Background on “Cutie Pie” type radiation survey meter, Object ID 1994.0125.30.1 and alternate ionization chamber, Object ID 1994.0125.30.2
A Cutie Pie type of meter, such as Object ID 1994.0125.30.1, is a hand-held ionization chamber instrument.
As defined by the U.S. Nuclear Regulatory Commission (NRC), a survey meter is any portable radiation detection instrument especially adapted for inspecting an area or individual to establish the existence and amount of radioactive material present. The survey meter typically measures the amount of radiation present and provides this information on a numerical display in units of counts per minute, counts per second, or microroentgen (µR) or microrem (µrem) per hour. The most commonly used hand-held survey meters are the scintillation counter, which is used in the measurement of alpha, beta and neutron particles; the Geiger counter, widely used for the measurement of alpha, beta and gamma levels; and the ion chamber, which is used for beta, gamma and X-ray measurements.
For background on the development of early survey meters and their nicknames, go to:
The ionization chamber is the simplest of all gas-filled radiation detectors, and is widely used for the detection and measurement of certain types of ionizing radiation; X-rays, gamma rays and beta particles. Conventionally, the term "ionization chamber" is used exclusively to describe those detectors which collect all the charges created by direct ionization within the gas through the application of an electric field. It only uses the discrete charges created by each interaction between the incident radiation and the gas, and does not involve the gas multiplication mechanisms used by other radiation instruments, such as the Geiger-Müller counter or the proportional counter. Ion chambers have a good uniform response to radiation over a wide range of energies and are the preferred means of measuring high levels of gamma radiation. They are widely used in the nuclear power industry, research labs, radiography, radiobiology, and environmental monitoring.
Detailed description of Object ID no. 1994.0125.30.1, Cutie Pie type radiation survey meter by Chicago Nuclear Corp., Model 2586.
(One of the accompanying photographs provided by donor, Prof. Herbert Clark, Rensselaer Polytechnic Institute.)
Gray-painted cast aluminum bread loaf-shaped housing, sitting on similarly made 'shoe' surmounting integral pistol grip. Inserted into front of housing is black cylindrical ionization chamber, 8cm (3 in) diam., ca 21 cm (8½ in) long, with window at front end covered by white plastic cap. The chamber has a multi-pin base that plugs into the main unit. The plastic cap contains a calibration source. At the back of housing, facing operator, is 'rate' ammeter. Instrument stands on butt of grip and on two chrome-plated 5 mm diam. wire legs, in form of square loops, that may be rotated around their insertions in front and back of 'shoe' into retracted positions alongside housing. Total length 34 cm (13¼ in), width 8 cm (3¼ in), height 23 cm (9 in). Painted on side of housing: "nuclear-chicago/ Model 2586". Label adhered on bottom of base: "Mod 2586/ Ser 1384/ nuclear-chicago/ Corporation/ Des Plaines, Illinois". RPI Prof. Herbert Clark (letter 1994.5.4) used this instrument during the 1960s.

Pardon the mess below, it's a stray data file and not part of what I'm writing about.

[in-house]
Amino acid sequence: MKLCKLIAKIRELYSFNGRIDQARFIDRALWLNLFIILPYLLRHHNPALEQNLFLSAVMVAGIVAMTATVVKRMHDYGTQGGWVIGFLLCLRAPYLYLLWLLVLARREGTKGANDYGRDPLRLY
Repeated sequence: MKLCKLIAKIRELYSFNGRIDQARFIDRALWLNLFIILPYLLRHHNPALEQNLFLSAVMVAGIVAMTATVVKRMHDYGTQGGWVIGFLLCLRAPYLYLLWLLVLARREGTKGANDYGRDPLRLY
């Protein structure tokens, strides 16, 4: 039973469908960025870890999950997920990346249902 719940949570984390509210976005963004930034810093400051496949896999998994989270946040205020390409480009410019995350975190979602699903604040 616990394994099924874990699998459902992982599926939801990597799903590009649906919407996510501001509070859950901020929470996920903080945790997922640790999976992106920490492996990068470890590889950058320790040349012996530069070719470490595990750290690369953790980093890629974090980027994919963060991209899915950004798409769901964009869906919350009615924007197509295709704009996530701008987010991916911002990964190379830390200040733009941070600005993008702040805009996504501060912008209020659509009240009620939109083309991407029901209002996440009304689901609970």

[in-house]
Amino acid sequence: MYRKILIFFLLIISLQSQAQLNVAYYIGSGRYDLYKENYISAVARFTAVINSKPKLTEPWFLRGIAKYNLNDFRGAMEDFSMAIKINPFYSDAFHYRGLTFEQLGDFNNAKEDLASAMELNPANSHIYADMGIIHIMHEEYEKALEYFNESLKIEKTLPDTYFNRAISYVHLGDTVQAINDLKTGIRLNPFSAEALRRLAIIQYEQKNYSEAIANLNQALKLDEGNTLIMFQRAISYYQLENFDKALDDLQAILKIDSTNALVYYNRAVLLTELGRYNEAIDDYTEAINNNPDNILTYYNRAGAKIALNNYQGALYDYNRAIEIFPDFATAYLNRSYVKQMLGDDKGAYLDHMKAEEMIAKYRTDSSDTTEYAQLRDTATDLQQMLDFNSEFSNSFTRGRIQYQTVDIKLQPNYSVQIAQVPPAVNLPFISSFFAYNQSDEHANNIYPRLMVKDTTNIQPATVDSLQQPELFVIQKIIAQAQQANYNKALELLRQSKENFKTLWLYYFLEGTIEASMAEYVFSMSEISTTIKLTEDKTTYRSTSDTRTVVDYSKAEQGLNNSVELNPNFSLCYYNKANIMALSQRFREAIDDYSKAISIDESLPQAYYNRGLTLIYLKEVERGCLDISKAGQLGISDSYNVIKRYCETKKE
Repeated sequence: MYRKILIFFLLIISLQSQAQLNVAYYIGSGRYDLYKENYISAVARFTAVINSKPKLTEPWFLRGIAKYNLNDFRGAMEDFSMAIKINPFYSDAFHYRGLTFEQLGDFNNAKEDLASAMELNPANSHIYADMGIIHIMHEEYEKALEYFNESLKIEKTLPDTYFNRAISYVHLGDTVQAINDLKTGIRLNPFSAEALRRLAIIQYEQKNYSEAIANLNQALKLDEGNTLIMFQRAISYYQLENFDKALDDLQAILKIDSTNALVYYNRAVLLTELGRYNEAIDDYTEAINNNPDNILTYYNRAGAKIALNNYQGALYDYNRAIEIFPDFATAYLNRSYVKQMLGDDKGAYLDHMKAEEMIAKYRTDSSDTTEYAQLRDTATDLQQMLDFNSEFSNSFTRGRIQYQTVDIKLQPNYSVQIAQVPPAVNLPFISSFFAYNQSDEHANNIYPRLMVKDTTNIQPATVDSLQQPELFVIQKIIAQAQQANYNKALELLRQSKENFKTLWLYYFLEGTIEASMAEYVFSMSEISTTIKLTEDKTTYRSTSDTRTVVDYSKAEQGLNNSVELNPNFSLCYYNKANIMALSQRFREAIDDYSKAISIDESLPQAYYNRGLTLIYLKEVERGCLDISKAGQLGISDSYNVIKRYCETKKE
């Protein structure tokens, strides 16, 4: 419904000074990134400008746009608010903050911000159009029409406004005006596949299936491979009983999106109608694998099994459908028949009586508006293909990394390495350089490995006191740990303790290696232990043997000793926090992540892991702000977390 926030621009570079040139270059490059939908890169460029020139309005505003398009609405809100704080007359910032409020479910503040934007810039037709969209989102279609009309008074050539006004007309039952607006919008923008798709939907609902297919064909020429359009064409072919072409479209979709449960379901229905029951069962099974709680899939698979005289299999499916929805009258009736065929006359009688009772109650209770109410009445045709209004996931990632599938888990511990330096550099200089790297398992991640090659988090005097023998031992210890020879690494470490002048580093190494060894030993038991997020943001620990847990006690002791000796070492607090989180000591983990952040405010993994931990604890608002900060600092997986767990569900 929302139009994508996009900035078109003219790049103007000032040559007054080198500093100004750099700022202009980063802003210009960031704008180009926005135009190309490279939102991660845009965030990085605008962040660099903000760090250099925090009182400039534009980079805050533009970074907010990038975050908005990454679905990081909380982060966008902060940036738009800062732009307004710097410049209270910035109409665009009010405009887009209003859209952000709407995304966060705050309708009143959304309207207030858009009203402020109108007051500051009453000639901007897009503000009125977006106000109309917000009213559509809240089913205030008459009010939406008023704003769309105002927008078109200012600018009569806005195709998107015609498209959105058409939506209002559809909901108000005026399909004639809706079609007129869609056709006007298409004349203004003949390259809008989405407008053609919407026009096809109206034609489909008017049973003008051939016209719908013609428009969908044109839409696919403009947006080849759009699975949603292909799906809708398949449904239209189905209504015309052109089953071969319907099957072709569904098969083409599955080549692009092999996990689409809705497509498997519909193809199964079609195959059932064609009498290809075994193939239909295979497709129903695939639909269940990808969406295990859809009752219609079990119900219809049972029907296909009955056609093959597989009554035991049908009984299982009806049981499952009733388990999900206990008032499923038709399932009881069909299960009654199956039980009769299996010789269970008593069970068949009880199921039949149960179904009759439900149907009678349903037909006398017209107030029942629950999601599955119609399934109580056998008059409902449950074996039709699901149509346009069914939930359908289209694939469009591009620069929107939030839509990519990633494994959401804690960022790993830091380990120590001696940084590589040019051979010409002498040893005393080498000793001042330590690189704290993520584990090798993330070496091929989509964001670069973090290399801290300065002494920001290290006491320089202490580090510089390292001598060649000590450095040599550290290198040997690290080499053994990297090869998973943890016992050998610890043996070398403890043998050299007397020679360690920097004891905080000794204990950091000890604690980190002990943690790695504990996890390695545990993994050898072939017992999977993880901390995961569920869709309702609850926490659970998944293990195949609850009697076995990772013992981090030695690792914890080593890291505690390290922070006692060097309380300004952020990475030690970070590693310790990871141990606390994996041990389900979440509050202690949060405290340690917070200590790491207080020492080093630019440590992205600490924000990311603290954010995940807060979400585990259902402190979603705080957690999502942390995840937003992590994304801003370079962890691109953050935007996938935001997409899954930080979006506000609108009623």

Detailed description of Object ID no. 1994.0125.30.2, Ionization chamber for Cutie Pie type radiation survey meter .30.1
An alternate, interchangeable, 8 cm (3 1/8 in) diam., black cylindrical ionization chamber with incorporated electrometer tube for extending sensitivity of survey meter .30.1 by a factor of 100. On the cylinder is a two-position switch knob over a label that reads: “P24M / INTEGRATING CHAMBER / RANGE / X0.01 X1 / DO NOT USE WITH X100 / PULL TO REMOVE”. The chamber also has a detachable plastic cap that contains a calibration source.
For full details on the Nuclear-Chicago Model 2586 radiation survey meter and related devices, see Rick Maurer’s comprehensive, web-based National Radiation Instrument Catalog at:
ID Number: 1994.0125.30.1
accession number: 1994.0125
catalog number: 1994.0125.30.1
date made: ca 1950s
Physical Description: plastic (overall material)
Physical Description: glass (overall material)
Physical Description: metal (overall material)
Physical Description: aluminum (overall material)
Measurements: overall: 23 cm x 8 cm x 34 cm; 9 1/16 in x 3 1/8 in x 13 3/8 in
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Credit Line: Rensselaer Polytechnic Institute. Department of Chemistry
place made: United States: Illinois, Des Plaines